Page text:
In Livingstone we camped on the grounds of the Maramba River Lodge. It was full, so we squeezed in near the gate – not the best site, but quite OK. Lovely pool again. Drove to the falls at daybreak where a vervet monkey snatched Jess’ breakfast apple out of her hand. Our first sight of the falls from the Zambian side. Spectacular even though low.
Drove to Taita Lodge on the very lip of the Batoka Gorge downstream of the falls overlooking where we had rafted years before. A warm welcome and a great lunch on the deck hanging over the river. Ice-cold beer, great sarmies. Looked for Taita Falcons, saw Verreaux’s (Black) eagles soaring below. Tom & Jess banging on the dinner drum and xylophone was un-musical, but no other guests around, so no one minded – in fact the staff loved the brats and spoilt them with attention. I thought I’d better step up and perform as Aitch had been doing all the lessons and homework, so I taught them Cheers! Salut! and Prost!
On the way out of Livingstone we hit the best section of road we saw on the whole trip – brand new wide black tar with centre white stripe and side yellow lines! Amazing!
BUT: Just as we hit the smooth, the ole kombi died. Stat. Not a shudder or a hiccup first. Just suddenly nothing. That much-dreaded “CAR TROUBLE” thing! Well, after 197 000km I spose it’s OK. Unpacked the back and lifted the lid to stare at the engine. That’s my mechanical trick: I stare at engines.
Some school kids walked up and said ‘Don’t worry, they know a mechanic at the nearby village’, and the toothy one on the battered bicycle offered to go and call him. Sure, I said, not hopefully. “JP” from Gauteng, on his way to service some big crane, stopped his rented car and kindly offered his assistance. Soon he was joined (I was amazed) by Carl the mechanic, who arrived with a metal toolbox on his shoulder, and between the two of them they peered, prodded, unscrewed – and broke the distributor cap! Using mostly my tools and swallowing the ice-cold drinks I passed them, they eventually gave up. ‘Must be something computerised in one of these little black boxes’ was their verdict. Right!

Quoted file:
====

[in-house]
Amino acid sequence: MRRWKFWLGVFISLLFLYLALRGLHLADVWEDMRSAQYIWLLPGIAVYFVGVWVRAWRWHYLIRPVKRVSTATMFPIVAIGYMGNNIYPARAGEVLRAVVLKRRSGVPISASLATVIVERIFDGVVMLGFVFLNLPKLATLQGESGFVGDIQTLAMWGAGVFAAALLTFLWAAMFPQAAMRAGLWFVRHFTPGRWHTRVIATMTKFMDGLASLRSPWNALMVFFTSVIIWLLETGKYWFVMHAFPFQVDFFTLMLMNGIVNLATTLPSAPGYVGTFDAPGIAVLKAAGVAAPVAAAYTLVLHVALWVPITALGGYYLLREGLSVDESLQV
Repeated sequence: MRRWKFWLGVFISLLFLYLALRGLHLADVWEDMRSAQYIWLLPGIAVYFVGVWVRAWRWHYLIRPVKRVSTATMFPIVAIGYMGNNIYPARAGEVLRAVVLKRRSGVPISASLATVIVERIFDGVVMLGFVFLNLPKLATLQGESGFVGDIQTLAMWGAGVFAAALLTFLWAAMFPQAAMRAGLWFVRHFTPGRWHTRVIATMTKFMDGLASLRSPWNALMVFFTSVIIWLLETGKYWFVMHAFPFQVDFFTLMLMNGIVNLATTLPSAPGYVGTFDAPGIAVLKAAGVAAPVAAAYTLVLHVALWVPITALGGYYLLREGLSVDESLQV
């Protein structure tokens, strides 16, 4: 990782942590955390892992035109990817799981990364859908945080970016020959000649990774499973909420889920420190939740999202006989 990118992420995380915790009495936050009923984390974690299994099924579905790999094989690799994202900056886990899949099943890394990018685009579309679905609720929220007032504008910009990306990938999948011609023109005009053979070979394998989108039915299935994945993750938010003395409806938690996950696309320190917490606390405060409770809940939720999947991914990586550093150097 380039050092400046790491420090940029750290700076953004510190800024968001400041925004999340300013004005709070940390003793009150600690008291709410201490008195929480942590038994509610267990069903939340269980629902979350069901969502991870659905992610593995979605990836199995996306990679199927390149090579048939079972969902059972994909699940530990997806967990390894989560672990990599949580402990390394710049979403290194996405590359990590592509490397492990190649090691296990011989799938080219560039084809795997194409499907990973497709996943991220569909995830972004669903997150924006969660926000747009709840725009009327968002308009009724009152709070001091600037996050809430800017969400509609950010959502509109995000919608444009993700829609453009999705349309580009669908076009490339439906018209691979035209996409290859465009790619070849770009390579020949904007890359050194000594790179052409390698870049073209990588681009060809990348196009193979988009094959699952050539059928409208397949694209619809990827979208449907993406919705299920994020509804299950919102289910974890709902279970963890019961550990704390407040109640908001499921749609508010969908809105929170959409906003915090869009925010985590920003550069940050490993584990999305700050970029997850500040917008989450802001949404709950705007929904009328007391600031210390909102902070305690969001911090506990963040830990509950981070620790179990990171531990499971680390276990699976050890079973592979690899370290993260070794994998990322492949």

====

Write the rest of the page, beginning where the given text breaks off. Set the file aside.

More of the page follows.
‘There’s a VW agent in Lusaka’ says Carl cheerfully. Right! 200km away. As they’re about to leave, Carl spots a loose wire under near the sump. Finds another loose end of a wire and joins the two. VROOOM!! Apparently the wire was from a cutout switch to a heat sensor in the block. The kombi roared to life to tremendous applause! Well, four of us cheered. JP said ‘My pleasure’, Carl said ‘R200’, I said ‘Bargain’, Trish and the kids said ‘Thank you!’ and we were on the road again!
Next stop Lochinvar National Park at the south end of the Kafue National Park. We’d never heard of it but saw it on the map. Quite a bumpy road got us to the gate after dark. ‘Sorry, but you can’t go in’, said the soldier with a gun. ‘Sorry, but I have to’, said me. ‘You see, I can’t let these little kids sleep out here and nor can you, so hop onto your radio and explain that to your main man’. Back he came – ‘Sorry. The main man says the gate is closed’. ‘You just didn’t explain it to him nicely enough’ I said – ‘Please tell him I can’t, you can’t and he can’t leave a 22 month old sleeping in the sticks’. Off he went and back he came. ‘The main man will meet you at the camp inside’. ‘You’re a marvel, well done, thank you!’ we shouted and drove in on a 4km free night drive in Lochinvar. No animals, but some nightjars. A primitive camp, so we rigged up our own shower. Nice big trees.
It has beautiful flood plain lakes in the middle of dry surroundings.
South Luangwa National Park in Zambia was my main destination – I had read about it for decades. It was everything and more I imagined. Flatdogs Camp just outside the park was a blast, too. Big shady trees, a hearty meal available if you didn’t want to cook, and a swimming pool with a slide. Jess loved it so much she wore a big hole right through the bumular zone of her cozzie.